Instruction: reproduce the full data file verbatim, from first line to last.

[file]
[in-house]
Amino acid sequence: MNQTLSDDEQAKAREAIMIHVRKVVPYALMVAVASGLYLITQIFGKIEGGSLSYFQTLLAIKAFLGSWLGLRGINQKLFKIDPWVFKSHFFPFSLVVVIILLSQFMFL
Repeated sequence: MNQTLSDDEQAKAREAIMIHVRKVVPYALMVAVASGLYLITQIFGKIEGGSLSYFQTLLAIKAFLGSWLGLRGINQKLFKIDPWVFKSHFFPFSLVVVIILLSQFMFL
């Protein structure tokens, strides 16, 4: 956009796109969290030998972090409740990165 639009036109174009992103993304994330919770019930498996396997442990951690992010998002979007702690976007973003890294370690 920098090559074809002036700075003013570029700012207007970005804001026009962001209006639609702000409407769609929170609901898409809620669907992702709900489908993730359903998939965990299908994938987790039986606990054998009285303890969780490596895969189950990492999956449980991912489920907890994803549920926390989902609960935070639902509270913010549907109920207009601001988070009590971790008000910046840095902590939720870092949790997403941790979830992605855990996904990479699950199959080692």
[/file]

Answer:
[in-house]
Amino acid sequence: MNQTLSDDEQAKAREAIMIHVRKVVPYALMVAVASGLYLITQIFGKIEGGSLSYFQTLLAIKAFLGSWLGLRGINQKLFKIDPWVFKSHFFPFSLVVVIILLSQFMFL
Repeated sequence: MNQTLSDDEQAKAREAIMIHVRKVVPYALMVAVASGLYLITQIFGKIEGGSLSYFQTLLAIKAFLGSWLGLRGINQKLFKIDPWVFKSHFFPFSLVVVIILLSQFMFL
């Protein structure tokens, strides 16, 4: 956009796109969290030998972090409740990165 639009036109174009992103993304994330919770019930498996396997442990951690992010998002979007702690976007973003890294370690 920098090559074809002036700075003013570029700012207007970005804001026009962001209006639609702000409407769609929170609901898409809620669907992702709900489908993730359903998939965990299908994938987790039986606990054998009285303890969780490596895969189950990492999956449980991912489920907890994803549920926390989902609960935070639902509270913010549907109920207009601001988070009590971790008000910046840095902590939720870092949790997403941790979830992605855990996904990479699950199959080692």